Based on the description above of the premise. Let us say that we identify a small subject from which we take perspective. If the subject should be perceived and conceived as small, something needs to be big. When defining something to be small, we have giving meaning to a relation between two contrasting elements, which gives us a condition of two contrasting systems that puts propellors on a process.
Understanding the relation to what the perceiver should experience or feel will add to the rules, behaviours, and goals of systems and objects that the player will interact with. Check the first part of Putting into play and the example which shows how the game designer Fumito Ueda gives meaning to the player’s experience and feelings in the making of The Last Guardian, which core proceeded from an identified subject that was small in relation to something big.
The Last Guardian, by gen Design, Sony Interactive Entertainment
Creating a premise
Let us say that we have a premise, which looks like follows:
This is a game where the player will feel the insecurity of being a family guy who doesn’t see any other way of earning money than going down a criminal path. At the same time, the fear of being exposed by family, friends, and colleagues would be an immediate problem.
Compared to the previous example of the minimum data needed to trigger the narrative vehicle by the identification of contrasts (small/big), the abstraction level of the premise above has been lowered. The subject and the conditions that create a propellor have been given “more” meaning, and where the feeling that the player shall experience is defined. As a thinking exercise, you could try using the premise above or another one to find the core of the game by looking for the minimum data of contrasts between the objects and actions that could form the core rules of the game could be built on.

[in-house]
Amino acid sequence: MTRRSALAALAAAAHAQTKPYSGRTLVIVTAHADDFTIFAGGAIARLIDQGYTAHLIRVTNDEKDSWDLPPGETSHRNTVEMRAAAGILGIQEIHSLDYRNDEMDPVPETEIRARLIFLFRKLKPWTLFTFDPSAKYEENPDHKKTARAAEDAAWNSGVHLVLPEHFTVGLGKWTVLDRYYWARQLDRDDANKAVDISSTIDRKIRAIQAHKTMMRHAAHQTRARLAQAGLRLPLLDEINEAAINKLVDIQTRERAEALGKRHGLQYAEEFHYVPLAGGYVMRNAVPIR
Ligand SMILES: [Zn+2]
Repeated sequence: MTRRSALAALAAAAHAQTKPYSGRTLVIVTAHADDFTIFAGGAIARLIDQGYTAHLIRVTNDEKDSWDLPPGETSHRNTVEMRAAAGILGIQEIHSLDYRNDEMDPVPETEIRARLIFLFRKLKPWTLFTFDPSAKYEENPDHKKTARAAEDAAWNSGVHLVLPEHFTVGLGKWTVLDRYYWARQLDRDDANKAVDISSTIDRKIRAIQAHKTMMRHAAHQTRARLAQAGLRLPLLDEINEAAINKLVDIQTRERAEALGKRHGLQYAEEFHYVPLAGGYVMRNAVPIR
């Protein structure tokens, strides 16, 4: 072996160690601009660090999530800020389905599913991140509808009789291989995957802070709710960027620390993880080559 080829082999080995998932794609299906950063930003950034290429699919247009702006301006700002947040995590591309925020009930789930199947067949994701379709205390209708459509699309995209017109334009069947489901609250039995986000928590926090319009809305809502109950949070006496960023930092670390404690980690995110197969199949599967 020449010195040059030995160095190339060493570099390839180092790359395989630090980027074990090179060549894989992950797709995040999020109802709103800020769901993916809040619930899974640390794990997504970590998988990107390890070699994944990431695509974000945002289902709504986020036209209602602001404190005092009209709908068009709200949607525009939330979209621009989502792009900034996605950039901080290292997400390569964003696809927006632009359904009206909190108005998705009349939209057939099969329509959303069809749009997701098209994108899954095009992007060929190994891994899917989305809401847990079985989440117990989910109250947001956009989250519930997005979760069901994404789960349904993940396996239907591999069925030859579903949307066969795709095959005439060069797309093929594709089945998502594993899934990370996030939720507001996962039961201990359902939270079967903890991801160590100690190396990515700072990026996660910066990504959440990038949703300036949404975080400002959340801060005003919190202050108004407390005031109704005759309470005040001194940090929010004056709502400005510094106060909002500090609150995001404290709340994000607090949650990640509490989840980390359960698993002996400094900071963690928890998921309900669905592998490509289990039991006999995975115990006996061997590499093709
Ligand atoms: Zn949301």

With the five steps in mind and the premise, I will continue in the next part to focus on understanding thoughts and feelings in creating an engaging and dynamic game system. Since your engagement and responses matter to the evolution of the series. If you have any questions or would like to share your thoughts, don´t hesitate to send me a note (contact added at the end). To make communication easier, you could use the communication model I presented in the previous part. Adding a number from one of the pictures below and the part of the text you refer to will be enough for me to get an idea if something needs to be clarified.
1. I am with you.
2. I am curious and want to learn more.
3. Now you lost me.
A special thanks to Linnea Österberg for the fantastic illustrations that make the invisible visible.
Until next time, take care and stay curious!
Part 5, Putting into play – On organizing thoughts and feelings
Part 6, Putting into play – On organizing engaging and dynamic forces
Part 1 Putting into play – A model of causal cognition on game design.
Part 2, Putting into play – On narrative from a cognitive perspective I
Part 3, Putting into play – On narrative from a cognitive perspective II
Don’t show, involve (series in three parts)
Narrative bridging on testing an experience (series in three parts)
In the third part, you can, for example, find a similar description of the five steps applied to a three-act structure, which describes the control and pacing in building experiences in relation to expectations.
A short guide to the 7 grade model of reasoning
Narrative patterns of thinking (posted before the 7-grade model)
Where I work there are no conflicts (posted before the 7-grade model)
Gärdenfors, P., Lombard, M., (2017). Tracking the evolution of causal cognition in humans. In the Journal of Anthropological Sciences 95. p.219-234